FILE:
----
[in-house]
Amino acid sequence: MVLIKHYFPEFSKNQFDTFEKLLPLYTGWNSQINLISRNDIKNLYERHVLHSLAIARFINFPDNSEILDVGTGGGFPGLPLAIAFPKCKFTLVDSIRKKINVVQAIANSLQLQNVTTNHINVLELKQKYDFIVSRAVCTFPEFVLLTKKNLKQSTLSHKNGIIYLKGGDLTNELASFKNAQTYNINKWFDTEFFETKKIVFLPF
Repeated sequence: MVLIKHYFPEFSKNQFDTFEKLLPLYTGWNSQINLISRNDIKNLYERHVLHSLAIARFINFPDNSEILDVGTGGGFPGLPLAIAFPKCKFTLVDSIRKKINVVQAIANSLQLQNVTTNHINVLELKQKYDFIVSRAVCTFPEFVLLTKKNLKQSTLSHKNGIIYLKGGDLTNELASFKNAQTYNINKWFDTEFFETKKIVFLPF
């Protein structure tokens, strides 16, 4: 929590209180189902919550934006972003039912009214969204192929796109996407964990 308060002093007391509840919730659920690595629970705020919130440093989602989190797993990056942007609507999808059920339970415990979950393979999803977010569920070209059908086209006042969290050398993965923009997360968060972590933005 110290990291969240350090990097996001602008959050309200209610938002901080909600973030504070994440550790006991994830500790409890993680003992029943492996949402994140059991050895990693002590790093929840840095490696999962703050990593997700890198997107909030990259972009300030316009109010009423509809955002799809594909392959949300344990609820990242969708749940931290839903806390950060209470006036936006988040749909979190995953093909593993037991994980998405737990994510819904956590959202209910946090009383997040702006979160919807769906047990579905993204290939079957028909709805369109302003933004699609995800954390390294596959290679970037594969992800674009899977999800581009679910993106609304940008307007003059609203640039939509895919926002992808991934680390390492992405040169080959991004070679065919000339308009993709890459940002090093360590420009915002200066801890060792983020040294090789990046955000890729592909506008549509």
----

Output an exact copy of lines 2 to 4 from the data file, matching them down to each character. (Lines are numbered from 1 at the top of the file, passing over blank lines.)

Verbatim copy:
Amino acid sequence: MVLIKHYFPEFSKNQFDTFEKLLPLYTGWNSQINLISRNDIKNLYERHVLHSLAIARFINFPDNSEILDVGTGGGFPGLPLAIAFPKCKFTLVDSIRKKINVVQAIANSLQLQNVTTNHINVLELKQKYDFIVSRAVCTFPEFVLLTKKNLKQSTLSHKNGIIYLKGGDLTNELASFKNAQTYNINKWFDTEFFETKKIVFLPF
Repeated sequence: MVLIKHYFPEFSKNQFDTFEKLLPLYTGWNSQINLISRNDIKNLYERHVLHSLAIARFINFPDNSEILDVGTGGGFPGLPLAIAFPKCKFTLVDSIRKKINVVQAIANSLQLQNVTTNHINVLELKQKYDFIVSRAVCTFPEFVLLTKKNLKQSTLSHKNGIIYLKGGDLTNELASFKNAQTYNINKWFDTEFFETKKIVFLPF
């Protein structure tokens, strides 16, 4: 929590209180189902919550934006972003039912009214969204192929796109996407964990 308060002093007391509840919730659920690595629970705020919130440093989602989190797993990056942007609507999808059920339970415990979950393979999803977010569920070209059908086209006042969290050398993965923009997360968060972590933005 110290990291969240350090990097996001602008959050309200209610938002901080909600973030504070994440550790006991994830500790409890993680003992029943492996949402994140059991050895990693002590790093929840840095490696999962703050990593997700890198997107909030990259972009300030316009109010009423509809955002799809594909392959949300344990609820990242969708749940931290839903806390950060209470006036936006988040749909979190995953093909593993037991994980998405737990994510819904956590959202209910946090009383997040702006979160919807769906047990579905993204290939079957028909709805369109302003933004699609995800954390390294596959290679970037594969992800674009899977999800581009679910993106609304940008307007003059609203640039939509895919926002992808991934680390390492992405040169080959991004070679065919000339308009993709890459940002090093360590420009915002200066801890060792983020040294090789990046955000890729592909506008549509």